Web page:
This is not a very common construction in the world of winter outerwear, but it is a common source of confusion, so we’ll briefly touch on it.

A 2.5L fabric is made up of two and half layers—sort of. It has a nylon face fabric (with a DWR), a WP/BR laminate, and then a printed lining. This printed lining is present for the sake of protecting the laminate, but does little to eliminate the clammy, plastic feeling of the laminate directly on the skin; hence the designation of a half of a layer. 2.5L fabrics are used on active rainwear because they are easier to produce and end up being lighter than 3L garments, though less comfortable.

 

Make Lycra Bike Shorts, Part 2

Time to finish the shorts by adding elastics. The quality of the elastic does matter. I recommend the 1″ no-roll for the waistband.

1" non roll elastic

1″ non roll elastic

 

 

 

 

 

 

Gripper elastics

Gripper elastics

For gripper, there are lots of kinds available from the suppliers at sources. The amount of stretch in each kind will vary so you will need to experiment for the correct fit around your thighs.

Do not use the pattern instruction numbers to cut your elastic, especially for the legs.  Put the shorts on sans leg elastic, and measure thigh circumference at the desired length of the shorts. Cut the elastic just a little bit shorter, or use the same number, allowing for overlap. This will give you a nice, flat, non-sausagey look.The elastic may actually be longer than the leg opening, not to worry – just stretch the lycra to put the elastic on smoothly.  For most people, the numbers given with the pattern instructions are way too short, and create a thigh elastic that is just too tight. Warning: you may have to experiment here to get the feel that is right for you. I recommended basting your elastic on first to check the length keeping in mind that when you actually stitch it, it may grow a bit.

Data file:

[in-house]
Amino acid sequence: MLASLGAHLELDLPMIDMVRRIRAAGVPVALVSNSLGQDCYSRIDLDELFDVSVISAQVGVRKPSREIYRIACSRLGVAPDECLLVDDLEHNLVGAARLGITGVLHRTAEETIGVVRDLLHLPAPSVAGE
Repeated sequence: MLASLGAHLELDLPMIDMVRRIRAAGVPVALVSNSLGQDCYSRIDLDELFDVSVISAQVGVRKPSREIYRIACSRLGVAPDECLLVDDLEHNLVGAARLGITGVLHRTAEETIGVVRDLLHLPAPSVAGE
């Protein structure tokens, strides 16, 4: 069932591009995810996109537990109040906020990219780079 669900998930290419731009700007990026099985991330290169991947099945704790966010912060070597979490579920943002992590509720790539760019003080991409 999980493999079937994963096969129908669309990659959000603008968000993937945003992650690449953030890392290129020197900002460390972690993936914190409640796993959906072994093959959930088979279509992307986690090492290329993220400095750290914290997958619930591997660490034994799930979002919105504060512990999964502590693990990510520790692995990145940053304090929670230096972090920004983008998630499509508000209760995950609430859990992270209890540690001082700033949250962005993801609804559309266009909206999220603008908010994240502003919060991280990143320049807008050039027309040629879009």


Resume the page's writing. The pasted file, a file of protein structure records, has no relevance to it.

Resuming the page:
Note: for all elastic installation, divide elastic and garment opening into quarters and mark/match up quarters, stretching elastic and/or lycra as you go to distribute stretch evenly.

For a nice finish on your gripper elastic:

serge elastic onto WS of legs

serge elastic onto WS of legs

1. Use wooly nylon to serge the elastic to the inside (WS) of the shorts leg.

2. Use a narrow zig-zag to stitch loose edge of the elastic to the WS of the shorts.

 

 

Finished leg elastic

Finished leg elastic

3.Turn elastic up, and then  stitch again on the upper edge of the elastic from the inside. Use a wider zig-zag, or a 3-step zig zag. View is from the outside.

 

 

 

For waist elastic, first check that shorts waist does not need altering in height, or fit. Ladies, this is a good time to adjust if you prefer a low-rise cut. Be sure and leave 1″ extra for the elastic install.  Now,  cut a length of 1″ elastic that feels comfortable around your waist. Pull it up a few inches, over lap the ends 1/2″, and cut. If you prefer to work with actual numbers, cut the waist elastic 60% of the desired finished size, then cut and over lap.

To install the waist elastic,  see notes above. Serge the elastic onto the WS raw edge of the shorts. Turn to inside, and topstitch on with a wide zig-zag. Be sure to pull on the elastic, flattening  the lycra to the waistband as you go. (pulling out wrinkles).

You should be done now – ride ’em like you stole ’em.

Make Lycra Bike Shorts, Part 1

IMG_4632Making biking shorts can be a rewarding project. If you have a serger, a machine that does a zigzag stitch, and basic sewing skills, you should find these easy enough. If you do not have a serger, do not despair as long as your machine has some zigzag options. If you need a reference, the Singer books on active wear, sergers or stretch fabrics are all very good.  Unfortunately, many patterns for cycling gear have been discontinued. You may find them on eBay, Esty or other venues for older patterns. Jalie has made 2216, their multisize pattern for shorts and jerseys, available for download for a small fee. Other patterns to look for are Stretch & Sew 313 and 312, Kwik Sew 1727 and 1233, and Green Pepper 404 and 409. Sometimes retailers will have old stock for sale.